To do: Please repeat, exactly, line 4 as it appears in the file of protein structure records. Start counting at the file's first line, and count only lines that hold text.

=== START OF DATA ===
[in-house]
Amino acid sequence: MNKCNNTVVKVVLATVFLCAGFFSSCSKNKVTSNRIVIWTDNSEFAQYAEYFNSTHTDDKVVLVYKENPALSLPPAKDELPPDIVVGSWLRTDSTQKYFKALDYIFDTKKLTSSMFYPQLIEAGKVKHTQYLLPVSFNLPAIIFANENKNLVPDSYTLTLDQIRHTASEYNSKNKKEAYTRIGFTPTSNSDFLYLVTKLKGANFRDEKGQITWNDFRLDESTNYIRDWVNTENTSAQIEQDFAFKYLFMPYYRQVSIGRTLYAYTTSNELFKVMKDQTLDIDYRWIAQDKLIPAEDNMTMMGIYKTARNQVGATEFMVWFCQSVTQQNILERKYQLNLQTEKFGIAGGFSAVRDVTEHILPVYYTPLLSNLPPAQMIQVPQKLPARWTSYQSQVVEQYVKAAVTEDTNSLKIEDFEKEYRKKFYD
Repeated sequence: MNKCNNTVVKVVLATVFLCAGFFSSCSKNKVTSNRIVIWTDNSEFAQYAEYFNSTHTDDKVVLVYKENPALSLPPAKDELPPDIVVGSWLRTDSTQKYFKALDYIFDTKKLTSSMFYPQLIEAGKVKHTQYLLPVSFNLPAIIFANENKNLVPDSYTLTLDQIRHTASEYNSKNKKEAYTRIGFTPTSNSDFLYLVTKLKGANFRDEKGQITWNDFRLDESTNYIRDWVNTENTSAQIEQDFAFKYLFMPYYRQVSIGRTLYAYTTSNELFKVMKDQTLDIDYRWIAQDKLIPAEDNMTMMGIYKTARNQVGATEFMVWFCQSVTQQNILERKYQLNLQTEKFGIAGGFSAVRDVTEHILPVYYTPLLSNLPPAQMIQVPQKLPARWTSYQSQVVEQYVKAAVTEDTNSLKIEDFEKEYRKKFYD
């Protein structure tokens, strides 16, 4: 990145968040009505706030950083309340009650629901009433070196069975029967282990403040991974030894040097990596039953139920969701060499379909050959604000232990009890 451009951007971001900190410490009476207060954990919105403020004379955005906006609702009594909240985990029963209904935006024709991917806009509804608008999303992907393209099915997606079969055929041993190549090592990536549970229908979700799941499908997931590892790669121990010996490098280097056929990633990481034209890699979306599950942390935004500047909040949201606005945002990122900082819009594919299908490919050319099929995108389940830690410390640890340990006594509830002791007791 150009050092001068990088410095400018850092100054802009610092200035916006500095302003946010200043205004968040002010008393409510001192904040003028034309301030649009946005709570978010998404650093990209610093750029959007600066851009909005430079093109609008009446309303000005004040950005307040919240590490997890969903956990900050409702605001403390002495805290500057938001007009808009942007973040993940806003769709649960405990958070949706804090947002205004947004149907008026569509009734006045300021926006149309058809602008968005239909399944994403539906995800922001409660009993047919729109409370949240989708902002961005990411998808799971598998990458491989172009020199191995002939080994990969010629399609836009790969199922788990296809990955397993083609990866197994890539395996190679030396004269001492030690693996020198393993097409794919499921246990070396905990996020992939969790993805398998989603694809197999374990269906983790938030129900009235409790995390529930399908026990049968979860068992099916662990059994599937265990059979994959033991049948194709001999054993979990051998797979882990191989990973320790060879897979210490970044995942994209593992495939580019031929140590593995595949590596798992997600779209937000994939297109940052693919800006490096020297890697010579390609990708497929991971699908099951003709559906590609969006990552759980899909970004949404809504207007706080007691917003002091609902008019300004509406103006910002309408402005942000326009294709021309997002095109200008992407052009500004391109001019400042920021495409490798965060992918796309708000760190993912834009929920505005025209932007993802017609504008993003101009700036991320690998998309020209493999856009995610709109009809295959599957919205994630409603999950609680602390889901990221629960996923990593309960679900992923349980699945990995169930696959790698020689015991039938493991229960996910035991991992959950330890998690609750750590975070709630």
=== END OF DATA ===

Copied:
């Protein structure tokens, strides 16, 4: 990145968040009505706030950083309340009650629901009433070196069975029967282990403040991974030894040097990596039953139920969701060499379909050959604000232990009890 451009951007971001900190410490009476207060954990919105403020004379955005906006609702009594909240985990029963209904935006024709991917806009509804608008999303992907393209099915997606079969055929041993190549090592990536549970229908979700799941499908997931590892790669121990010996490098280097056929990633990481034209890699979306599950942390935004500047909040949201606005945002990122900082819009594919299908490919050319099929995108389940830690410390640890340990006594509830002791007791 150009050092001068990088410095400018850092100054802009610092200035916006500095302003946010200043205004968040002010008393409510001192904040003028034309301030649009946005709570978010998404650093990209610093750029959007600066851009909005430079093109609008009446309303000005004040950005307040919240590490997890969903956990900050409702605001403390002495805290500057938001007009808009942007973040993940806003769709649960405990958070949706804090947002205004947004149907008026569509009734006045300021926006149309058809602008968005239909399944994403539906995800922001409660009993047919729109409370949240989708902002961005990411998808799971598998990458491989172009020199191995002939080994990969010629399609836009790969199922788990296809990955397993083609990866197994890539395996190679030396004269001492030690693996020198393993097409794919499921246990070396905990996020992939969790993805398998989603694809197999374990269906983790938030129900009235409790995390529930399908026990049968979860068992099916662990059994599937265990059979994959033991049948194709001999054993979990051998797979882990191989990973320790060879897979210490970044995942994209593992495939580019031929140590593995595949590596798992997600779209937000994939297109940052693919800006490096020297890697010579390609990708497929991971699908099951003709559906590609969006990552759980899909970004949404809504207007706080007691917003002091609902008019300004509406103006910002309408402005942000326009294709021309997002095109200008992407052009500004391109001019400042920021495409490798965060992918796309708000760190993912834009929920505005025209932007993802017609504008993003101009700036991320690998998309020209493999856009995610709109009809295959599957919205994630409603999950609680602390889901990221629960996923990593309960679900992923349980699945990995169930696959790698020689015991039938493991229960996910035991991992959950330890998690609750750590975070709630």